On CNN that night Christie explained why he had changed his tune about Obama‚Äôs ability to lead. ‚ÄúWhen the president does things that deserve praise, I will give him praise,‚ÄĚ he told Piers Morgan. ‚ÄúAnd when the president does things that deserve scorn, I‚Äôll give him scorn.‚ÄĚ On Wednesday, Christie welcomed Obama to the Jersey Shore and their personal rapport and body language betrayed two men who understand each other and, importantly, respect and like each other.
Inspired no doubt by George W. Bush‚Äôs inept handling of the aftermath of Hurricane Katrina, and his aloof fly-by visit to the scene of mayhem thousands of feet below, Obama has been seen managing the Sandy havoc with his sleeves rolled up. Highlighting the plight of Newark, New Jersey, where up to 90 per cent of households were without power, he said, ‚ÄúMy message to the federal government: No bureaucracy, no red tape. Get resources where they‚Äôre needed as fast as possible, as hard as possible, and for the duration, because the recovery process obviously in a place like New Jersey is going to take a significant amount of time.‚ÄĚ
He urged federal officials to think big, recruiting ‚Äúmilitary assets‚ÄĚ and demanding ‚Äúprivate utilities‚ÄĚ to act quickly to speed the clean-up. The subliminal message was clear: if members of Congress would only cooperate, he would happily slash government regulations to help the economy recover.
So what‚Äôs Christie‚Äôs game? From all that is known of him, he is a seat-of-the-pants guy who sees things as he finds them. He is not a sophisticated pol scheming and plotting, looking for every chance to slyly move his piece up the board. His assaults upon Obama were inspired by tribal loyalty; his response to Obama‚Äôs helping hand was genuine and human. But Christie is a politician nonetheless.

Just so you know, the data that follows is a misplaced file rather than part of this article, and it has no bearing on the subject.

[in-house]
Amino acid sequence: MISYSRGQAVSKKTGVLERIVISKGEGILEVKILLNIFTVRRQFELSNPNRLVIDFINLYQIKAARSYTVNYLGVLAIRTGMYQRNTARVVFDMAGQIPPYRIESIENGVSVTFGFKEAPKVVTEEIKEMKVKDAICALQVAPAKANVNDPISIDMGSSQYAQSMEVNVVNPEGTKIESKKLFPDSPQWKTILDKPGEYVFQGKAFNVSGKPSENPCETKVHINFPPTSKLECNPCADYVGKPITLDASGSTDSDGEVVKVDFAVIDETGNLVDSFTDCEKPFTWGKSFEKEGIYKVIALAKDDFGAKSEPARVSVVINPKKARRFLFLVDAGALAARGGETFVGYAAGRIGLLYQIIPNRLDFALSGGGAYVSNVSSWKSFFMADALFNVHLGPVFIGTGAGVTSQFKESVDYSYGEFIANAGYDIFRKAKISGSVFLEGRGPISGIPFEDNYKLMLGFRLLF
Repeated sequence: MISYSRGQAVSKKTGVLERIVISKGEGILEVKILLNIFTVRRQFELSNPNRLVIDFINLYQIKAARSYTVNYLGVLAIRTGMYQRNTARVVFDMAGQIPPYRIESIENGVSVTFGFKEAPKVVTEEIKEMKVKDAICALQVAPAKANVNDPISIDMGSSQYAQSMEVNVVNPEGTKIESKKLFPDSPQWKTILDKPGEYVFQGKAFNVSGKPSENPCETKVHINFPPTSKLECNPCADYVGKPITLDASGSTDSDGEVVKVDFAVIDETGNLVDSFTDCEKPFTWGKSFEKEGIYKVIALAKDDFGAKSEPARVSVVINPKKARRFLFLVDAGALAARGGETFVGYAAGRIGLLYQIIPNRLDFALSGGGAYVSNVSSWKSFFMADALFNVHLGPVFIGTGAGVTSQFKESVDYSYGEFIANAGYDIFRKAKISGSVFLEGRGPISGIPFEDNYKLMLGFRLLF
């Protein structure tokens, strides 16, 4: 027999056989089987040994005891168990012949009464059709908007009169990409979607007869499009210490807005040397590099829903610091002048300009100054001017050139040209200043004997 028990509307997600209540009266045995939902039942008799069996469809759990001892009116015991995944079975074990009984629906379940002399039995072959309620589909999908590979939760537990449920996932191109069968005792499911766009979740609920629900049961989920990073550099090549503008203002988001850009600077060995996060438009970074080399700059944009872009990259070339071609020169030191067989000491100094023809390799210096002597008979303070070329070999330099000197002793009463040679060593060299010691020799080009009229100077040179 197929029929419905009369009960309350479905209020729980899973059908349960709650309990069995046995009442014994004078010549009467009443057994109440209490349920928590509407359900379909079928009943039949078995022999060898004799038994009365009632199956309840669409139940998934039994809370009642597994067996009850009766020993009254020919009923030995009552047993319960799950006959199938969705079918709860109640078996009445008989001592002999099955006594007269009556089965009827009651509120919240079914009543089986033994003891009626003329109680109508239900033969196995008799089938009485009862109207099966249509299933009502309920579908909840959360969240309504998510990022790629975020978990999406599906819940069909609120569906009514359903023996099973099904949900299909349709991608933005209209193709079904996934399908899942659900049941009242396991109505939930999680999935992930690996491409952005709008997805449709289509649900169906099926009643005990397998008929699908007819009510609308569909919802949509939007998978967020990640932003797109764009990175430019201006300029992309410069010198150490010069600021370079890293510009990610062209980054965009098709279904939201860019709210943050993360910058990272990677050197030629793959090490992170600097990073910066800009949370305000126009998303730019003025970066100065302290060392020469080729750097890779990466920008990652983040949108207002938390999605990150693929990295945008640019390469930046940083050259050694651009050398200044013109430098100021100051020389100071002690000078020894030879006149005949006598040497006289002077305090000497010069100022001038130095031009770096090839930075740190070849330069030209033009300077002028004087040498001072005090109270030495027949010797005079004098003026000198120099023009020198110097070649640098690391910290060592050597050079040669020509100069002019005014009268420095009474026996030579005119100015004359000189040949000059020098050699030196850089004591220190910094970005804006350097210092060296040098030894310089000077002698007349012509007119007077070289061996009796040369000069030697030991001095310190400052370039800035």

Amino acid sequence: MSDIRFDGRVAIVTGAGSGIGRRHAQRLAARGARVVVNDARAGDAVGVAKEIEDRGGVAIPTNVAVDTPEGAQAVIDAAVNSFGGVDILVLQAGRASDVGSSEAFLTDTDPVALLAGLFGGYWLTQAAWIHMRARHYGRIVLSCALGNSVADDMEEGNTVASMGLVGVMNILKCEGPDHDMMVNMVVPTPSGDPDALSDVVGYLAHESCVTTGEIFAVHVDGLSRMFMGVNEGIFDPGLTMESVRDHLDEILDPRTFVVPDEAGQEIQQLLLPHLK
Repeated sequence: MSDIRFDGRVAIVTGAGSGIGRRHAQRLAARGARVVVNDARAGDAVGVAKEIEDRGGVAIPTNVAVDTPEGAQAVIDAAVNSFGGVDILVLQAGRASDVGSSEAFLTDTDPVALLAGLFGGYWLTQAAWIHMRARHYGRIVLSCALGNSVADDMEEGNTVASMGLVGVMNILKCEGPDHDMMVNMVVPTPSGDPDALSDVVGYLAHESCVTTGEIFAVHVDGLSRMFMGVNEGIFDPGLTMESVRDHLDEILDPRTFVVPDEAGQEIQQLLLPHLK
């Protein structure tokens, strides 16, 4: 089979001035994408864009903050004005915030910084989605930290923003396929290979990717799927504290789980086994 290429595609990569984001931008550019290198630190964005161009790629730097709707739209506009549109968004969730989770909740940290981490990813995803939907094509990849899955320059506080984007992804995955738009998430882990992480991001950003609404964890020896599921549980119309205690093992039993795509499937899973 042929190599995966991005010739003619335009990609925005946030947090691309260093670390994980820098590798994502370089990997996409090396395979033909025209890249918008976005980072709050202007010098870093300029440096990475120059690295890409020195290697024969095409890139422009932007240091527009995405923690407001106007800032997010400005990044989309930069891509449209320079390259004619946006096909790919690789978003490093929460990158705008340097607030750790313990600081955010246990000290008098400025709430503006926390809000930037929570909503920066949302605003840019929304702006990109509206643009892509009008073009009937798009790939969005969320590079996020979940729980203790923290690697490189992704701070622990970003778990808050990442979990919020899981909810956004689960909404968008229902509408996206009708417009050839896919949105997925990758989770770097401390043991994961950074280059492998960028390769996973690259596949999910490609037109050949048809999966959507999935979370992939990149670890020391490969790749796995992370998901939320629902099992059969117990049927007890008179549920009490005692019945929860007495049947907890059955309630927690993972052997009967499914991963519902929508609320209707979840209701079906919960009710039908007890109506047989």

In the summer he was approached to become Romney‚Äôs vice presidential candidate. The Romney camp dearly wanted to compensate for their wooden candidate‚Äôs awkward personality by strapping on Christie‚Äôs flesh-and-blood approach to voters. Christie was not prepared to take the gamble. It would have meant giving up the Jersey governorship, a job he appears born to do. In brief, Christie said no because he thought Romney would lose.
Yet there is always 2016. If Romney wins, Christie will have to bide his time. But if Obama wins, the GOP will go through an anguished post-mortem where conservative/libertarians will argue Romney was nowhere near conservative enough and the few remaining GOP moderates will claim that Tea Party extremism sank their chances. Christie is a natural retail politician. His only drawback for many in his party is that he has his feet planted too firmly on the ground. When as governor he appointed a Muslim judge, he came in for abuse from conservatives who said he was ushering sharia into America. Christie‚Äôs response was typically robust. ‚ÄúI‚Äôm tired of dealing with the crazies,‚ÄĚ he said. If the GOP wants someone who could give Hillary Clinton (or Joe Biden or Andrew Cuomo) a run for their money next time round, they could do worse than pick Christie.
Nicholas Wapshott‚Äôs¬†Keynes Hayek: The Clash That Defined Modern Economics¬†has just been published in paperback by W. W. Norton.¬†Read extracts here.
PHOTO: U.S. President Barack Obama (R) is greeted by New Jersey Governor Chris Christie after he arrives at Atlantic City International Airport in New Jersey before surveying Hurricane Sandy damage, October 31, 2012.¬†¬†